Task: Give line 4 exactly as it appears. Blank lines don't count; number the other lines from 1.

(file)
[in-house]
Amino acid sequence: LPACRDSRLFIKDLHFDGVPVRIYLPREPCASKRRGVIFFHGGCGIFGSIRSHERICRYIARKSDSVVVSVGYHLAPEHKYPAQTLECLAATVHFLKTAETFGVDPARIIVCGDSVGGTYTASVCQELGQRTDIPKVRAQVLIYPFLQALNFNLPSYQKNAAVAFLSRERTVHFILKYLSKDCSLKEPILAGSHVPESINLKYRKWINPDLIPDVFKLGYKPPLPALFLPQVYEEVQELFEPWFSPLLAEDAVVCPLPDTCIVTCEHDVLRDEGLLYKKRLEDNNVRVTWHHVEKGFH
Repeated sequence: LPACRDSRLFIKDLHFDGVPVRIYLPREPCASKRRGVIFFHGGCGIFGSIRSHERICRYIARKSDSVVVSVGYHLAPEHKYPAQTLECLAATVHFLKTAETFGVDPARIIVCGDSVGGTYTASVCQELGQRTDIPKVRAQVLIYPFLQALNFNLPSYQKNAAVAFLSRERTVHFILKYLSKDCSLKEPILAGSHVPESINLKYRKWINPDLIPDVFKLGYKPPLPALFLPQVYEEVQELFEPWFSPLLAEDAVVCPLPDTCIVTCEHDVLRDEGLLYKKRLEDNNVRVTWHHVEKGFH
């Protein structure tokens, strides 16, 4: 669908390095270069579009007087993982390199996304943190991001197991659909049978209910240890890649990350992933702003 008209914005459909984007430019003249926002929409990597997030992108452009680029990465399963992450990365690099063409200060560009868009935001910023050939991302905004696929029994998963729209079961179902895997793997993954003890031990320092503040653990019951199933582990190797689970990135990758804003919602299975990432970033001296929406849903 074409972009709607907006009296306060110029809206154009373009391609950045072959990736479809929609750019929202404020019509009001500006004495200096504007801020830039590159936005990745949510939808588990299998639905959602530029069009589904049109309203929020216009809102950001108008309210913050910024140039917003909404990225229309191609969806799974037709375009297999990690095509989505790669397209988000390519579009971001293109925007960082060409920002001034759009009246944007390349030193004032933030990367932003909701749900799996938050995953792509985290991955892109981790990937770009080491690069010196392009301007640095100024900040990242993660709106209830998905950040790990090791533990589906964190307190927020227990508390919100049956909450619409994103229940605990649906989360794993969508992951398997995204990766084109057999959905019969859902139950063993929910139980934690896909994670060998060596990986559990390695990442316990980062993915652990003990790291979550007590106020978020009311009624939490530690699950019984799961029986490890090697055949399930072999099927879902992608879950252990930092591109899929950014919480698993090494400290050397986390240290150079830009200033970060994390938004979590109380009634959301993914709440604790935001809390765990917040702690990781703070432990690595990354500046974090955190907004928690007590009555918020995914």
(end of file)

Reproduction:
């Protein structure tokens, strides 16, 4: 669908390095270069579009007087993982390199996304943190991001197991659909049978209910240890890649990350992933702003 008209914005459909984007430019003249926002929409990597997030992108452009680029990465399963992450990365690099063409200060560009868009935001910023050939991302905004696929029994998963729209079961179902895997793997993954003890031990320092503040653990019951199933582990190797689970990135990758804003919602299975990432970033001296929406849903 074409972009709607907006009296306060110029809206154009373009391609950045072959990736479809929609750019929202404020019509009001500006004495200096504007801020830039590159936005990745949510939808588990299998639905959602530029069009589904049109309203929020216009809102950001108008309210913050910024140039917003909404990225229309191609969806799974037709375009297999990690095509989505790669397209988000390519579009971001293109925007960082060409920002001034759009009246944007390349030193004032933030990367932003909701749900799996938050995953792509985290991955892109981790990937770009080491690069010196392009301007640095100024900040990242993660709106209830998905950040790990090791533990589906964190307190927020227990508390919100049956909450619409994103229940605990649906989360794993969508992951398997995204990766084109057999959905019969859902139950063993929910139980934690896909994670060998060596990986559990390695990442316990980062993915652990003990790291979550007590106020978020009311009624939490530690699950019984799961029986490890090697055949399930072999099927879902992608879950252990930092591109899929950014919480698993090494400290050397986390240290150079830009200033970060994390938004979590109380009634959301993914709440604790935001809390765990917040702690990781703070432990690595990354500046974090955190907004928690007590009555918020995914």